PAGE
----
National Sleep Awareness “In Search of a Better Night’s Sleep”
The return of Daylight Saving Time has many focused on sleep. While friends and coworkers bemoan their lost hour of rest, leading sleep advocacy groups seek to draw our attention to the larger issue at hand: Americans need not only more sleep but better sleep. One such group, The National Sleep Foundation (NSF), is celebrating its annual Sleep Awareness Week in April, by highlighting the benefits of quality sleep and its importance to both “safety and productivity.” This celebration of sleep will also focus on sleep disorders, specifically on how better prevention and treatment of such disorders could lessen their burden on society.
While most of us know the importance of getting a good night’s rest, we don’t always prioritize sleep. In fact, TIME Health even published an article recently on how to train yourself to sleep less. In our desire to make more time, we have, unfortunately, forgotten what it is to be rested. We aren’t getting enough sleep, and the sleep we are getting isn’t the restful, quality sleep our bodies need. One of the goals of Sleep Awareness Week this year is to point out ways in which we can improve our sleep by changing our bedtime habits, from turning off the blue lights emitted by electronics to avoiding that late-night snack.
What if you’ve made these changes, though, and still aren’t sleeping any better? This is when the possibility of a sleep disorder becomes much more likely. According to the National Institutes of Health (NIH), sleep disorders, such as obstructive sleep apnea (OSA), have been linked to a number of health problems, from obesity to depression to heart disease. Yet many of the people suffering from OSA don’t realize they have the condition. The American Academy of Sleep Medicine reports that it is a “hidden health crisis” in America, which cost the U.S. nearly $150 billion in 2015 and affects nearly 30 million American adults.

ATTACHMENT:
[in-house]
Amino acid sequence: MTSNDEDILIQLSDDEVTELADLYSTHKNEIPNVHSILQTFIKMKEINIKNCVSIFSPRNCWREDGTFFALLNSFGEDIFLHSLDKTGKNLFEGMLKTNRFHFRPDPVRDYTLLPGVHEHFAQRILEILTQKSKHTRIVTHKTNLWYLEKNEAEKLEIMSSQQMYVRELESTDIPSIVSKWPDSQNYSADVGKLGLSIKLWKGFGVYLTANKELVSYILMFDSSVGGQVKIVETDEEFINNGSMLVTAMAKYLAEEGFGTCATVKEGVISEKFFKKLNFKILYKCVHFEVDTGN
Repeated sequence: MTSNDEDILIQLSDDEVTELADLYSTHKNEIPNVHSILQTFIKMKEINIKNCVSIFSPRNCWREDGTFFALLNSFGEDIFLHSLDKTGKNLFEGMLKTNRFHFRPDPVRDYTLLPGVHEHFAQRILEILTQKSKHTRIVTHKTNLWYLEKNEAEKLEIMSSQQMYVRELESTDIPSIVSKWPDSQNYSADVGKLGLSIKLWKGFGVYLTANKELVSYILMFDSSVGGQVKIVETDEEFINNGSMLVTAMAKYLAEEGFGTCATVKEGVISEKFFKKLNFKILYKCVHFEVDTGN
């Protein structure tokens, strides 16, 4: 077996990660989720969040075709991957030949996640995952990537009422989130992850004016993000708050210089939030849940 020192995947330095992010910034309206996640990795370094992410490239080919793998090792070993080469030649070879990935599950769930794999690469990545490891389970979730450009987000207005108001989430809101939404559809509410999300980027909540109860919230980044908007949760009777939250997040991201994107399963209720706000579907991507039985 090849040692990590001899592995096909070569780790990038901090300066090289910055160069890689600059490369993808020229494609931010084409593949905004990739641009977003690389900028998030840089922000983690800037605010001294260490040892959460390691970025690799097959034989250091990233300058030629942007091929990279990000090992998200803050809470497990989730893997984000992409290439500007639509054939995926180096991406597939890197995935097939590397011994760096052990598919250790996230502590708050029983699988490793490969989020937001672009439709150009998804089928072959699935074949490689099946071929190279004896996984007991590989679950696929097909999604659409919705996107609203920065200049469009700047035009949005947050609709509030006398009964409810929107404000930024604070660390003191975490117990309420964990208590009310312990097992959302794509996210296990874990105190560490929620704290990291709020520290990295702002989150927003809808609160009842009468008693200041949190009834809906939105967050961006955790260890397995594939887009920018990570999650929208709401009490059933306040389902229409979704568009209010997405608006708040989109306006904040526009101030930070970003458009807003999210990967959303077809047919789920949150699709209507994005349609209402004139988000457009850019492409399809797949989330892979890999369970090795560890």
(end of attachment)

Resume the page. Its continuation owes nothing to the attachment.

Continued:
Obstructive Sleep Apnea is a condition characterized by complete and partial airway obstructions, which can occur when the tongue and muscles relax during sleep, the lower jaw falls back toward the throat or the airway becomes blocked. These obstructions can occur hundreds of times each night and can lead to problems such as headaches, high blood pressure, daytime sleepiness, insomnia, diabetes, and depression. If left untreated, OSA may lead to heart attack, stroke and death.
Fortunately, doctors like those at the Koala Center for Sleep Disorders are working to provide non-invasive treatment measures, such as Oral Appliance Therapy, for patients struggling with OSA. If you are experiencing symptoms of OSA, consider asking your physician for a sleep study, which is used to diagnose the disorder and its severity. Oral Appliance Therapy has proven to be an effective, scientifically-based treatment alternative that patients may find more comfortable than PAP Therapy and surgery. The purpose of the appliance is to hold the jaw in a position that allows the airway to remain as open and firm as possible during sleep. Oral appliances are similar to athletic mouth guards but less bulky and completely non-invasive. Oral sleep appliances are covered by most medical insurance plans and Medicare.